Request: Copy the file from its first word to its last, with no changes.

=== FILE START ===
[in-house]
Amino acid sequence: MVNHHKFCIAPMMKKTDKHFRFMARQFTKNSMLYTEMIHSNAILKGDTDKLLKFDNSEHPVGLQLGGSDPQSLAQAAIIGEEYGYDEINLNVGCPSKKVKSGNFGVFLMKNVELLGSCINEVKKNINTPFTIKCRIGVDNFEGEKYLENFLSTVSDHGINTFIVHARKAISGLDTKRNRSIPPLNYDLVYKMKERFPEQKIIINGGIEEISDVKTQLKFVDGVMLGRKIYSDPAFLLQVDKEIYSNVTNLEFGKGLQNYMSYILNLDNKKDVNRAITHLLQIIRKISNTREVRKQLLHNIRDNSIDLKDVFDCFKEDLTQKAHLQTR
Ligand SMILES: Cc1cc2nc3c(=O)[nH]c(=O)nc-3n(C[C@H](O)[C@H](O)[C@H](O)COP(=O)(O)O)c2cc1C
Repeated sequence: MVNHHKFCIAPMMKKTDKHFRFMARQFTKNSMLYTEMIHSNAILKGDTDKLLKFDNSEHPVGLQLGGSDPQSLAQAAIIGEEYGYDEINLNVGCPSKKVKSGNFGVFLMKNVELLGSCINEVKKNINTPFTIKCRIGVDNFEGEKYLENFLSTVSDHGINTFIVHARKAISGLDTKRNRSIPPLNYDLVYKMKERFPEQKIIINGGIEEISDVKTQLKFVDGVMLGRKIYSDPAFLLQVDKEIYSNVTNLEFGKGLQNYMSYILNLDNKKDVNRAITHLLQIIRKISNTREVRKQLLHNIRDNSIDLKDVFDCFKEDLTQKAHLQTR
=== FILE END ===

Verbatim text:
[in-house]
Amino acid sequence: MVNHHKFCIAPMMKKTDKHFRFMARQFTKNSMLYTEMIHSNAILKGDTDKLLKFDNSEHPVGLQLGGSDPQSLAQAAIIGEEYGYDEINLNVGCPSKKVKSGNFGVFLMKNVELLGSCINEVKKNINTPFTIKCRIGVDNFEGEKYLENFLSTVSDHGINTFIVHARKAISGLDTKRNRSIPPLNYDLVYKMKERFPEQKIIINGGIEEISDVKTQLKFVDGVMLGRKIYSDPAFLLQVDKEIYSNVTNLEFGKGLQNYMSYILNLDNKKDVNRAITHLLQIIRKISNTREVRKQLLHNIRDNSIDLKDVFDCFKEDLTQKAHLQTR
Ligand SMILES: Cc1cc2nc3c(=O)[nH]c(=O)nc-3n(C[C@H](O)[C@H](O)[C@H](O)COP(=O)(O)O)c2cc1C
Repeated sequence: MVNHHKFCIAPMMKKTDKHFRFMARQFTKNSMLYTEMIHSNAILKGDTDKLLKFDNSEHPVGLQLGGSDPQSLAQAAIIGEEYGYDEINLNVGCPSKKVKSGNFGVFLMKNVELLGSCINEVKKNINTPFTIKCRIGVDNFEGEKYLENFLSTVSDHGINTFIVHARKAISGLDTKRNRSIPPLNYDLVYKMKERFPEQKIIINGGIEEISDVKTQLKFVDGVMLGRKIYSDPAFLLQVDKEIYSNVTNLEFGKGLQNYMSYILNLDNKKDVNRAITHLLQIIRKISNTREVRKQLLHNIRDNSIDLKDVFDCFKEDLTQKAHLQTR